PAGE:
PAY PERKS ARE PROBLEMS | COMPENSATION FOR DUMMIES
I worked for a company in the office supply industry that was preparing to go public. Like most private companies, the top executives had enjoyed unencumbered raises and compensation, but now those pay scales would be public information. The problem became how to properly pay an executive team, and at the same time reward the team for building the company to this crucial IPO moment. First, I recognized that the pay scales must match the going industry standard for executive compensation and that we would have a disparity that the market place would frown upon. Secondly, I understood the tenuous challenges in adjusting anyone’s pay scale, regardless of the reason. The answer was real, honest communication, a presentation of the facts, and sharing that the public offering would reward the executive team and that the compensation would be a secondary payoff for their hard work to date.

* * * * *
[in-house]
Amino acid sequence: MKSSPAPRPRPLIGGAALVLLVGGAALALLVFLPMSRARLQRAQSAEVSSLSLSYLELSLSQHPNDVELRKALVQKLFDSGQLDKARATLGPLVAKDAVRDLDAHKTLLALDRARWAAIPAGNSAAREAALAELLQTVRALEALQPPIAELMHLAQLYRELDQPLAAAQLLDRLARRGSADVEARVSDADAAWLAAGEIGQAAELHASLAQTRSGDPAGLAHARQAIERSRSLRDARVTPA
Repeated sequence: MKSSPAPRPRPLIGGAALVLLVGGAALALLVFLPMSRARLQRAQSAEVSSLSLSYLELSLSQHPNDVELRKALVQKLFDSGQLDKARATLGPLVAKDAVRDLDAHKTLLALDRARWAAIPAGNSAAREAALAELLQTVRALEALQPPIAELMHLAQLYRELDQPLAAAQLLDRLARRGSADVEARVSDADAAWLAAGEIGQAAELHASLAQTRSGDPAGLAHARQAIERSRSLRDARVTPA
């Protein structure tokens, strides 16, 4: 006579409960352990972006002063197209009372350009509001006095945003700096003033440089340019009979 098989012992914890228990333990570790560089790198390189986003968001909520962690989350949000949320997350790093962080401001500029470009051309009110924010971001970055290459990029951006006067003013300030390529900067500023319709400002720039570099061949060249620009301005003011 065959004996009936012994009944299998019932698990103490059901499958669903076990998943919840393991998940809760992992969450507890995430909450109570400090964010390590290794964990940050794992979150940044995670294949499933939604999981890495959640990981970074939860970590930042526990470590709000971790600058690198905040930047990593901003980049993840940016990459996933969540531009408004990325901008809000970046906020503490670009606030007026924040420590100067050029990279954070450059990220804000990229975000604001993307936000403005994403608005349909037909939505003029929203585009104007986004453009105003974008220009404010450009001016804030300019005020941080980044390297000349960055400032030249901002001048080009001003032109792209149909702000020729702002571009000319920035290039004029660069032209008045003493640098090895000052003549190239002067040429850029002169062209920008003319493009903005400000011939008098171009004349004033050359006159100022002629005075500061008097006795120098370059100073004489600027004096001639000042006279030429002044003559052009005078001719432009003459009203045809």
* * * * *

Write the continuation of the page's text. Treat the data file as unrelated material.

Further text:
I decided to employ the advice of the law firm working with our board of directors and the brokerage houses to create a pay scale model that we could present to the executive team and the board. Together, we came up with a compensation package that would match their peers in the industry and reward their effort and time already invested to this point. The law firm approved my financial model, provided impartial advice and their approval paved the way for the company’s compensation filings and the upcoming IPO. The result was a successful IPO filing, happy and motivated executives and our legal advisors were on board. This is what decades of experience in management, HR and operations can do to help everyone win.
I have had the pleasure of working with David Wolfe as a client and as a friend for many years. David is the consummate professional and one of the most caring individuals I have ever had the opportunity to watch "in action". David's leadership skills and ability to go beyond what is simply obvious to the vision and subsequent execution of a strategic plan is exemplary. The manner in which he engages his colleagues is, indeed, a gift!